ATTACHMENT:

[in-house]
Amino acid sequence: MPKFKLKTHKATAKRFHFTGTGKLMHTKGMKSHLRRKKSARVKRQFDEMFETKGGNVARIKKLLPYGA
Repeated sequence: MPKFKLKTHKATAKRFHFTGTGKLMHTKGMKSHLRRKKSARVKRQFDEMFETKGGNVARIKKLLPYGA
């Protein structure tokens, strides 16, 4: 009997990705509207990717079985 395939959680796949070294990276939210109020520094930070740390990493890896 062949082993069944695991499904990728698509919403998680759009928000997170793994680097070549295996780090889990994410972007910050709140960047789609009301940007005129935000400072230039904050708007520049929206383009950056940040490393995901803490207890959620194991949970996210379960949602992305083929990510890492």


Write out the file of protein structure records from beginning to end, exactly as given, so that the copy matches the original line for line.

[in-house]
Amino acid sequence: MPKFKLKTHKATAKRFHFTGTGKLMHTKGMKSHLRRKKSARVKRQFDEMFETKGGNVARIKKLLPYGA
Repeated sequence: MPKFKLKTHKATAKRFHFTGTGKLMHTKGMKSHLRRKKSARVKRQFDEMFETKGGNVARIKKLLPYGA
């Protein structure tokens, strides 16, 4: 009997990705509207990717079985 395939959680796949070294990276939210109020520094930070740390990493890896 062949082993069944695991499904990728698509919403998680759009928000997170793994680097070549295996780090889990994410972007910050709140960047789609009301940007005129935000400072230039904050708007520049929206383009950056940040490393995901803490207890959620194991949970996210379960949602992305083929990510890492």